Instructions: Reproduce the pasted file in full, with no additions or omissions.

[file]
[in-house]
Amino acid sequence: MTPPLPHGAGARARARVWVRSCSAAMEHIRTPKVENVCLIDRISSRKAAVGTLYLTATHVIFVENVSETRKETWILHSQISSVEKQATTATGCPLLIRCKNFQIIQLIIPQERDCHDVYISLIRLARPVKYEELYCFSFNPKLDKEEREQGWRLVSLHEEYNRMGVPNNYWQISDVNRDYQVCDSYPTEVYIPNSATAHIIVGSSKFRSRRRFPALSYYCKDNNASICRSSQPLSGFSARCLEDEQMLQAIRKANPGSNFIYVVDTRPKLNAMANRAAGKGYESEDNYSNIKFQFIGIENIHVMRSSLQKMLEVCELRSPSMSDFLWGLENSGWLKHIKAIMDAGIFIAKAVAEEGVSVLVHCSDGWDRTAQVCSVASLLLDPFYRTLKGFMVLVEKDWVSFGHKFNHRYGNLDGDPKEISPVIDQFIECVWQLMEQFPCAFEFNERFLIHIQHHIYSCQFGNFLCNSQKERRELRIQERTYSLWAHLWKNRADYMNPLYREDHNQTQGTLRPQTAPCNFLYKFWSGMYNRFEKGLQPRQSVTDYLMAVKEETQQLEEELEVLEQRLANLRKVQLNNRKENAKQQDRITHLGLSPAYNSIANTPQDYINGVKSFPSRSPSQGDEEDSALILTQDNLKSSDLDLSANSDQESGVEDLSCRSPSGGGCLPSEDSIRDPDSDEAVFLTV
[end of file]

[in-house]
Amino acid sequence: MTPPLPHGAGARARARVWVRSCSAAMEHIRTPKVENVCLIDRISSRKAAVGTLYLTATHVIFVENVSETRKETWILHSQISSVEKQATTATGCPLLIRCKNFQIIQLIIPQERDCHDVYISLIRLARPVKYEELYCFSFNPKLDKEEREQGWRLVSLHEEYNRMGVPNNYWQISDVNRDYQVCDSYPTEVYIPNSATAHIIVGSSKFRSRRRFPALSYYCKDNNASICRSSQPLSGFSARCLEDEQMLQAIRKANPGSNFIYVVDTRPKLNAMANRAAGKGYESEDNYSNIKFQFIGIENIHVMRSSLQKMLEVCELRSPSMSDFLWGLENSGWLKHIKAIMDAGIFIAKAVAEEGVSVLVHCSDGWDRTAQVCSVASLLLDPFYRTLKGFMVLVEKDWVSFGHKFNHRYGNLDGDPKEISPVIDQFIECVWQLMEQFPCAFEFNERFLIHIQHHIYSCQFGNFLCNSQKERRELRIQERTYSLWAHLWKNRADYMNPLYREDHNQTQGTLRPQTAPCNFLYKFWSGMYNRFEKGLQPRQSVTDYLMAVKEETQQLEEELEVLEQRLANLRKVQLNNRKENAKQQDRITHLGLSPAYNSIANTPQDYINGVKSFPSRSPSQGDEEDSALILTQDNLKSSDLDLSANSDQESGVEDLSCRSPSGGGCLPSEDSIRDPDSDEAVFLTV